Minimum size of timeseries data for anomaly detection (noob here)


#1

Hi, community!

Today is the second day I’m learning about HTM, I went through HTM School series (thank you, Matt!), played with hot gym tutorial.
I got a little bit impatient (too excited) and decided to ask my questions here (I did search this forum, though).

  1. What is the minimum amount of streaming data? That is, I have a year’s data aggregated by weeks, and I wonder, is 52 data points enough for anomaly detection?
  2. How do I combine multiple metrics? I have this kind of structure: week1: { “qty”: 12, “kg”: 14, “…”:"…" etc }, week2: { “qty”: 14, “kg”: 13, “…”:"…" etc }. I would be happy to get any pointers.
  3. How do I tweak model parameters for this kind of setup?

Can’t wait to get my hands dirty with real-world data!!!

Thank you!


#2

That’s not much data, but it depends. If you have a monthly pattern, you could see it emerge in 52 points (4 points per pattern).

First, ask yourself what you’re trying to accomplish? What is the question you want to answer? Do you want to predict something or identify anomalies?


#3

I’m working on churned telco subscribers (postmortem) analysis and I only have weekly data right now. I’ll let you know about my results.
What I’m trying to achieve is to find out what kind of anomaly might contribute to churn. May be we did something wrong, like having a massive outage of SMS service in some region etc.

I would be happy to monitor all of our subscribers real-time (a couple of millions of subscribers) and react to anomalies right away. I find this bottom-up approach more reasonable, because when we look at a batch level, we oversee local problems, but if we see the same kind of anomaly detected among a group of subscribers, we can say that something went wrong in that section.
Sounds scary, but hey, only traffic activity would be monitored (number of onnet, outbound minutes, data traffic megabytes etc).
Is it feasible at all (monitoring 2 mln subs)?


#4

Can you get more data in smaller increments? Our hot gym example is very 15 minutes, which is about 100 data points a day (20K a year). That is good enough to generally learn daily and weekly patterns. You might find anomalies in some subscriber data at this level.


#5

@jumasheff,

What you’re proposing is a data science exercise where you are building a predictive model for customer churn. Typically this starts with a number of input variables, and anomaly scores from your SMS service uptime is one of them.

So if you look at a diagram like this one, HTM can help you in step 2 with the feature engineering part, and step 1 is where @rhyolight was suggesting you start :stuck_out_tongue:.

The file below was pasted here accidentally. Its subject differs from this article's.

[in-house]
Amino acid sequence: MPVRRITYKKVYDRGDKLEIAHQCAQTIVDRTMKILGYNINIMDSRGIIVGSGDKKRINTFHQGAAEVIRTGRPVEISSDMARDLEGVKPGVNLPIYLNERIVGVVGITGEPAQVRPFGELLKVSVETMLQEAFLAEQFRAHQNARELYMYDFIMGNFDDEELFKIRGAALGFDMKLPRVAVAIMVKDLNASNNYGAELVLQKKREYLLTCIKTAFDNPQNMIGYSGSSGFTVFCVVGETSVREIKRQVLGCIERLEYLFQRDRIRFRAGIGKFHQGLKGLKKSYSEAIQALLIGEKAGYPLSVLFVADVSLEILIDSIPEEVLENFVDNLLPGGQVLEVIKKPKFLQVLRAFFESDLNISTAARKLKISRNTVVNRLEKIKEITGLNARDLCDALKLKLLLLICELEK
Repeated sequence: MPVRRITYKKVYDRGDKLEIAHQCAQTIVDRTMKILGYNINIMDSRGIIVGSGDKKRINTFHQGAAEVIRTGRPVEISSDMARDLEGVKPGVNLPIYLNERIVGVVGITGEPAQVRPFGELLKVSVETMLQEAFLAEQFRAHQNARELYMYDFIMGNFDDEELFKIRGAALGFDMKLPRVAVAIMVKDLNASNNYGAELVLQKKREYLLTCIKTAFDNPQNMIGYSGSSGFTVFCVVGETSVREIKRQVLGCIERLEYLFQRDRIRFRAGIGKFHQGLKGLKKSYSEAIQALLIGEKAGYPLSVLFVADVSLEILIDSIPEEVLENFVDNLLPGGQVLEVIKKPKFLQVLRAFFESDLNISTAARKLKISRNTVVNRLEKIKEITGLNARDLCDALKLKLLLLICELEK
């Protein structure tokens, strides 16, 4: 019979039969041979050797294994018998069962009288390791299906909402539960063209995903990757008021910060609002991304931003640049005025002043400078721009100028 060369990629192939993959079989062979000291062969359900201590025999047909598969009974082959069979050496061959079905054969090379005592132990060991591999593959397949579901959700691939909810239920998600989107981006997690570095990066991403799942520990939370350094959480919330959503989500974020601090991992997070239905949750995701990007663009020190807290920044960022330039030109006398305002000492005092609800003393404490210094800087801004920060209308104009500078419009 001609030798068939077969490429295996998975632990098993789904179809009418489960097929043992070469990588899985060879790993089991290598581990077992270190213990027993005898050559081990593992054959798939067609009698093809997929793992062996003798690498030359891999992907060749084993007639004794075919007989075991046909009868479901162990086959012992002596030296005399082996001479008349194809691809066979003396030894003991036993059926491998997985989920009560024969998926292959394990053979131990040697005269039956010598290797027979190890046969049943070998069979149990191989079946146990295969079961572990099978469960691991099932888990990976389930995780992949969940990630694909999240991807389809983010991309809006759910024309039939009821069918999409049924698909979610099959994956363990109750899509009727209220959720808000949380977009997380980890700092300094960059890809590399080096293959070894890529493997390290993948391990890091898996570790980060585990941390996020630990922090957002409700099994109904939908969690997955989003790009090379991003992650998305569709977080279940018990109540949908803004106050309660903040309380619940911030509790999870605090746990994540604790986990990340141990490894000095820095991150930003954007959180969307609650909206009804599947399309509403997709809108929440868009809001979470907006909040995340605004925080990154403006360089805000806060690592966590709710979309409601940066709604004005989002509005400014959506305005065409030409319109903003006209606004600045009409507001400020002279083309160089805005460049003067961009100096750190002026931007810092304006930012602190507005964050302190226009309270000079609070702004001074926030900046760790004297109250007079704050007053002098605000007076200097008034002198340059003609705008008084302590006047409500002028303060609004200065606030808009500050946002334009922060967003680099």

Once you’ve completed steps 3 and 4 (using something like a logistic regression), you may end up establishing a causal relationship between the anomaly score and customer churn. Remember that there could be other variables at play as well, for example service outages may only cause a particular cohort to churn (e.g. those on a heavy use plan, or those in a particular age bracket). This is why you need a model rather than trying to go directly from the anomaly score to the result.

You’ll also need to do some feature engineering on your churn data too, as customers may not leave immediately (e.g. they might start researching other providers over a week or two).

Step 5 is where your HTM network goes into production, feeding anomaly scores into your model to generate churn predictions.

Good luck!


#6

Thanks! I’ll experiment with the pricision you proposed.

Thank you for your hints! Actually, I was playing with scikit-learn (inspired by this notebook) and Gradient Boosting Classifier was the best among others for me so far. I’m in the steps 2,3,4 loop. But what really worries me in that approach is that the data we feed to algos is just a snapshot and doesn’t reflect dynamics. A subscriber who is about to leave doesn’t dissappear all of a sudden, their traffic will have some anomalies (gradual declines). This may be the wrong place to ask, but, how do I reflect dynamics (day-to-day, or week-to-week changes) in a training dataset? Could you give me a couple of hints on this?

Anyway, we’ll definitely use nupic for anomaly detection (for subs base health-check, for example).


#7

I see, thanks for providing the context.

What I’m trying to achieve is to find out what kind of anomaly might contribute to churn. May be we did something wrong, like having a massive outage of SMS service in some region etc.

It sounds from this like you have some system metrics (outbound minutes, data traffic) but not direct outage metrics (seems unusual for a service provider!). If so, HTM could potentially be used to do feature engineering on your systems metrics, to help build a data set to represent potential outages.

A subscriber who is about to leave doesn’t dissappear all of a sudden, their traffic will have some anomalies (gradual declines).

This sounds like rather than outages, you’re looking at unusual usage patterns. Again, you could use HTM on each individual metric that relates to a customer’s use of your service, and generate an anomaly score to feed into your churn model.

But what really worries me in that approach is that the data we feed to algos is just a snapshot and doesn’t reflect dynamics.

There will naturally be some level of aggregation over a batch window, as a second-by-second or minute-by-minute anomaly activity would be highly unlikely to have meaning in this churn model. But regardless of granularity, each new anomaly score will still incorporate the historical data as the HTM network has been built on it.